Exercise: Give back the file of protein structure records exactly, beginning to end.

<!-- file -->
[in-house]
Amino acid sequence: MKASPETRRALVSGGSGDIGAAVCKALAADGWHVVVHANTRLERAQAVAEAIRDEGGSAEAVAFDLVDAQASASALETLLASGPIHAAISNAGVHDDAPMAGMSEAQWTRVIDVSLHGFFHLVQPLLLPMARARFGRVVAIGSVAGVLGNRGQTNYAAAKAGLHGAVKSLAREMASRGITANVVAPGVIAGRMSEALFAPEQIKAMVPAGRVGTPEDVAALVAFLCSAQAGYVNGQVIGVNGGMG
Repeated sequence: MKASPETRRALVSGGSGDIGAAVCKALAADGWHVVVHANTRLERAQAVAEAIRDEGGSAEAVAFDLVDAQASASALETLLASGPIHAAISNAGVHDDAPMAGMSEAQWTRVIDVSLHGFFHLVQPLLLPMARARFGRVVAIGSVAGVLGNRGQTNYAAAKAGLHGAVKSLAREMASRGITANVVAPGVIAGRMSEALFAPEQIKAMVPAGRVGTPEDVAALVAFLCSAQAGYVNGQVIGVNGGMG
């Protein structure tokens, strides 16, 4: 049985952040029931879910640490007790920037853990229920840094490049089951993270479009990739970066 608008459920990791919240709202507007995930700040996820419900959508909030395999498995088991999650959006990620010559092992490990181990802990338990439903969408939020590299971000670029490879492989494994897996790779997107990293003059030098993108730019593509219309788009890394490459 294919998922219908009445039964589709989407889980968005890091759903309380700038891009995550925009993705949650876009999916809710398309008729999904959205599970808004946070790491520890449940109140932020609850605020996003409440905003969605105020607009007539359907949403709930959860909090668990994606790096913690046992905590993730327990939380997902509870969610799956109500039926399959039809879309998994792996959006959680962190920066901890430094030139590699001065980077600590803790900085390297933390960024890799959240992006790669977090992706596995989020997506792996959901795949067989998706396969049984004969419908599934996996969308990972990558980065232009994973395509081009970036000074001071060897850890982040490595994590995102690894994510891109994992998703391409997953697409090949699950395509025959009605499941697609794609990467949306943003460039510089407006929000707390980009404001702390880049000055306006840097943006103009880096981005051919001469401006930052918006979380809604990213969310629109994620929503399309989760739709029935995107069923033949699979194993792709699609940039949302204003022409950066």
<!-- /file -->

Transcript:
[in-house]
Amino acid sequence: MKASPETRRALVSGGSGDIGAAVCKALAADGWHVVVHANTRLERAQAVAEAIRDEGGSAEAVAFDLVDAQASASALETLLASGPIHAAISNAGVHDDAPMAGMSEAQWTRVIDVSLHGFFHLVQPLLLPMARARFGRVVAIGSVAGVLGNRGQTNYAAAKAGLHGAVKSLAREMASRGITANVVAPGVIAGRMSEALFAPEQIKAMVPAGRVGTPEDVAALVAFLCSAQAGYVNGQVIGVNGGMG
Repeated sequence: MKASPETRRALVSGGSGDIGAAVCKALAADGWHVVVHANTRLERAQAVAEAIRDEGGSAEAVAFDLVDAQASASALETLLASGPIHAAISNAGVHDDAPMAGMSEAQWTRVIDVSLHGFFHLVQPLLLPMARARFGRVVAIGSVAGVLGNRGQTNYAAAKAGLHGAVKSLAREMASRGITANVVAPGVIAGRMSEALFAPEQIKAMVPAGRVGTPEDVAALVAFLCSAQAGYVNGQVIGVNGGMG
């Protein structure tokens, strides 16, 4: 049985952040029931879910640490007790920037853990229920840094490049089951993270479009990739970066 608008459920990791919240709202507007995930700040996820419900959508909030395999498995088991999650959006990620010559092992490990181990802990338990439903969408939020590299971000670029490879492989494994897996790779997107990293003059030098993108730019593509219309788009890394490459 294919998922219908009445039964589709989407889980968005890091759903309380700038891009995550925009993705949650876009999916809710398309008729999904959205599970808004946070790491520890449940109140932020609850605020996003409440905003969605105020607009007539359907949403709930959860909090668990994606790096913690046992905590993730327990939380997902509870969610799956109500039926399959039809879309998994792996959006959680962190920066901890430094030139590699001065980077600590803790900085390297933390960024890799959240992006790669977090992706596995989020997506792996959901795949067989998706396969049984004969419908599934996996969308990972990558980065232009994973395509081009970036000074001071060897850890982040490595994590995102690894994510891109994992998703391409997953697409090949699950395509025959009605499941697609794609990467949306943003460039510089407006929000707390980009404001702390880049000055306006840097943006103009880096981005051919001469401006930052918006979380809604990213969310629109994620929503399309989760739709029935995107069923033949699979194993792709699609940039949302204003022409950066």